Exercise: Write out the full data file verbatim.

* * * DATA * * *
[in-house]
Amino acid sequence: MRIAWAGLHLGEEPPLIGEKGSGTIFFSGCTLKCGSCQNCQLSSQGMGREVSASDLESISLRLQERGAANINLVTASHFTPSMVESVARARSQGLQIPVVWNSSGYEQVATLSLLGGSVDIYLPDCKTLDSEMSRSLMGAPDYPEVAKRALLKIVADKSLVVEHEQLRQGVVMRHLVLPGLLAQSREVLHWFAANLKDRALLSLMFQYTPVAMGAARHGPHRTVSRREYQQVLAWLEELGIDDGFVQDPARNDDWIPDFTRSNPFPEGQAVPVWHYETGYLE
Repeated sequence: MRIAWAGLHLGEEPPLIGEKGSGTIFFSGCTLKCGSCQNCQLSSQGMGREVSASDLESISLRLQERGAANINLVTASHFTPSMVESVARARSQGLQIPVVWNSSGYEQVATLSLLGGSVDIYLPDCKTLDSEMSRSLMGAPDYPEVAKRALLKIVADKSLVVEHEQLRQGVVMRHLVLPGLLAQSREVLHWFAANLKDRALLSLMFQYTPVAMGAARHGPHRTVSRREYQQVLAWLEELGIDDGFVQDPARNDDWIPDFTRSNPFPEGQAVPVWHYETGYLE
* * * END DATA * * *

[in-house]
Amino acid sequence: MRIAWAGLHLGEEPPLIGEKGSGTIFFSGCTLKCGSCQNCQLSSQGMGREVSASDLESISLRLQERGAANINLVTASHFTPSMVESVARARSQGLQIPVVWNSSGYEQVATLSLLGGSVDIYLPDCKTLDSEMSRSLMGAPDYPEVAKRALLKIVADKSLVVEHEQLRQGVVMRHLVLPGLLAQSREVLHWFAANLKDRALLSLMFQYTPVAMGAARHGPHRTVSRREYQQVLAWLEELGIDDGFVQDPARNDDWIPDFTRSNPFPEGQAVPVWHYETGYLE
Repeated sequence: MRIAWAGLHLGEEPPLIGEKGSGTIFFSGCTLKCGSCQNCQLSSQGMGREVSASDLESISLRLQERGAANINLVTASHFTPSMVESVARARSQGLQIPVVWNSSGYEQVATLSLLGGSVDIYLPDCKTLDSEMSRSLMGAPDYPEVAKRALLKIVADKSLVVEHEQLRQGVVMRHLVLPGLLAQSREVLHWFAANLKDRALLSLMFQYTPVAMGAARHGPHRTVSRREYQQVLAWLEELGIDDGFVQDPARNDDWIPDFTRSNPFPEGQAVPVWHYETGYLE